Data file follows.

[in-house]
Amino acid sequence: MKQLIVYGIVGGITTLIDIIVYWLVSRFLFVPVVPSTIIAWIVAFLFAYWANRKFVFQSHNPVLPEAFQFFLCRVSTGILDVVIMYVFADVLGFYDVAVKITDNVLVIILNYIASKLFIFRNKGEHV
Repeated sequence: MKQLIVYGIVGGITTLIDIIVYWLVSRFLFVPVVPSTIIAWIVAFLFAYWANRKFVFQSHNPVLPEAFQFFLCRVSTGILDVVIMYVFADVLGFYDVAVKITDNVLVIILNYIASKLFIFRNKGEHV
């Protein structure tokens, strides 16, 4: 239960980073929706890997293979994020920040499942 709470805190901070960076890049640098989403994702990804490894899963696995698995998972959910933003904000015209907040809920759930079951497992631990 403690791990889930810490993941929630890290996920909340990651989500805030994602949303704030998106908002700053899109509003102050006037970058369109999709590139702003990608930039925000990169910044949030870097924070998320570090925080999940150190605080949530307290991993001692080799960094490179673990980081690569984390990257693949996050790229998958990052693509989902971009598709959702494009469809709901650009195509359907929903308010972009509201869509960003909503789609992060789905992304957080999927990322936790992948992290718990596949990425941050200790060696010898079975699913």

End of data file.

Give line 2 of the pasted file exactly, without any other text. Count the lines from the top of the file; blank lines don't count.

Amino acid sequence: MKQLIVYGIVGGITTLIDIIVYWLVSRFLFVPVVPSTIIAWIVAFLFAYWANRKFVFQSHNPVLPEAFQFFLCRVSTGILDVVIMYVFADVLGFYDVAVKITDNVLVIILNYIASKLFIFRNKGEHV